For the second time, Spurs coach Gregg Popovich faced a predicament after his team rolled off 11 straight wins. But actually, this was not a difficult decision.
Rest superseded victory, not only because the Spurs have three aging players in Tony Parker, Manu Ginobili, and Tim Duncan, but because of this compressed season, which has little practice time and a demanding travel schedule to adhere to the national television schedule.
For the Celtics, they will have played division opponents New Jersey and Philadelphia three times but Chicago and Miami four times partly because those are premier games for ESPN and TNT. The NBA made sure that marquee games were retained while other less marketable games were more easily passed over.
That has made things difficult for elite teams, so last Monday, Popovich basically fielded the Austin Toros against the Jazz, and Devin Harris pushed Utah to a victory, snapping the Spurs’ winning streak.
The Heat, considered the league’s most athletic team with three superstars in their prime, resorted to resting guard Dwyane Wade April 8 in a win over the Pistons, claiming he had a sore ankle.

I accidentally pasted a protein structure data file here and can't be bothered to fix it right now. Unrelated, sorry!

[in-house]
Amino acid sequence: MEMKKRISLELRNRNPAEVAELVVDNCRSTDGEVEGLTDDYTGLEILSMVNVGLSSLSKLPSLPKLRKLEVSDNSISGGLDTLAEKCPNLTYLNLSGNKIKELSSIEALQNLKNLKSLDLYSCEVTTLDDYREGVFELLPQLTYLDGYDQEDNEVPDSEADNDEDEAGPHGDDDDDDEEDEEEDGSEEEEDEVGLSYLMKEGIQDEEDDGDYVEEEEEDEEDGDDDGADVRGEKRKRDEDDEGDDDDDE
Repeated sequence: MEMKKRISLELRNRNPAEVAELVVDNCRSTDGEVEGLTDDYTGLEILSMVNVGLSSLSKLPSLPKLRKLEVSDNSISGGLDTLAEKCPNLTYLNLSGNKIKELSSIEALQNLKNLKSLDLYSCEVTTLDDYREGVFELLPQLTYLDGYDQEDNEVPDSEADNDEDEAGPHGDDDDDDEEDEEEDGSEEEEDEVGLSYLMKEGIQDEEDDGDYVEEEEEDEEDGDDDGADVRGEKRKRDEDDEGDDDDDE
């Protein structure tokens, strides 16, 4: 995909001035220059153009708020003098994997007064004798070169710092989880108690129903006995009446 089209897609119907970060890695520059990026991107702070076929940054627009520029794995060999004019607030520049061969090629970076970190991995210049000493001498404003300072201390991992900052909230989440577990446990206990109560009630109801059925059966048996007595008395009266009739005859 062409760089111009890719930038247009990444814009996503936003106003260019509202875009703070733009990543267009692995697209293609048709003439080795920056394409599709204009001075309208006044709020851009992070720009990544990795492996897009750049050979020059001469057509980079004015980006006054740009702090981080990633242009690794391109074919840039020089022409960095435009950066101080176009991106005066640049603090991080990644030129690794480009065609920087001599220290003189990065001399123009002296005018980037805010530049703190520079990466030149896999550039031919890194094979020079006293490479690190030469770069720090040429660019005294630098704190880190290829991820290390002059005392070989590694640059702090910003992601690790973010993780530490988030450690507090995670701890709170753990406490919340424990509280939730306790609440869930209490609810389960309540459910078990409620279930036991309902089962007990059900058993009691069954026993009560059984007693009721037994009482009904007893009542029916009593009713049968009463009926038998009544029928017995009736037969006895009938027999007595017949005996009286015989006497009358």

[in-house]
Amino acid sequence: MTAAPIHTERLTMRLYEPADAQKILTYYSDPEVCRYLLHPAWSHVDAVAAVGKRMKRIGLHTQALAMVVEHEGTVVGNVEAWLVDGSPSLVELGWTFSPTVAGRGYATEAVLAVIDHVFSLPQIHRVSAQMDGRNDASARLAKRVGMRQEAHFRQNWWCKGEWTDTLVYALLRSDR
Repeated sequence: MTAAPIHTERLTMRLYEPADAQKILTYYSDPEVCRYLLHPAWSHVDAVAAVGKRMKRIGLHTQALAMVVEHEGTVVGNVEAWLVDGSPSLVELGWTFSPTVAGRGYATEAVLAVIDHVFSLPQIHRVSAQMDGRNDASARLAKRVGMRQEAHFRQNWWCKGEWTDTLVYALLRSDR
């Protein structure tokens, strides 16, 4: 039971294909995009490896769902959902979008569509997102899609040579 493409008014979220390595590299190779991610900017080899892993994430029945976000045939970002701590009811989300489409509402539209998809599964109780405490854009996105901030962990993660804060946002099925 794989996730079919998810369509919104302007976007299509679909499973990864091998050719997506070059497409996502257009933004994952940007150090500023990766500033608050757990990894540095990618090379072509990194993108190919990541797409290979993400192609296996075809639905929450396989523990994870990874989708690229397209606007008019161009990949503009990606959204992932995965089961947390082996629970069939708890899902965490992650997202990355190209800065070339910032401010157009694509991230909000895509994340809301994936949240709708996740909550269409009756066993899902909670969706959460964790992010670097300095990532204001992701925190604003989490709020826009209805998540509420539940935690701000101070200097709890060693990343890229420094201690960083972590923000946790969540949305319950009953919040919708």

But Heat coach Erik Spoelstra acknowledged that the 66-games-in-120-something-days schedule has taken a toll on his club, and even the most energetic players concede it has been taxing.
“Once you’re in it, that’s all you’re thinking about,’’ said Spoelstra. “We knew it would be a challenge. We didn’t have much time to prepare for it anyway.
“Once we found out it would be a season, we had less than two weeks before training camp to prepare. I think this time here we’ve had at home was well-needed.’’
Wade would not say that he missed the Detroit game just to get a breather, but Popovich freely acknowledges his desire to rest players in preparation for the postseason.
Wade has dealt with various injuries over the years, but being the senior member of Miami’s Big Three, his long-term health is more fragile. He was also held out of Friday’s game against the Bobcats for a break in preparation for Sunday’s game against the Knicks.
“You didn’t know what to expect at the start of the season,’’ said Heat forward LeBron James. “You just wanted to play well and see if you could get as much rest as possible because they told us at the beginning we would have 66 games in 124 days. It was like, oh wow, if you break it down, it was like a game every other day.
“So you knew that you had to play well because you don’t have the 82-game luxury, but you also knew you had to stay healthy because the teams that can stay healthy are going to be in a really good position at the end of the season.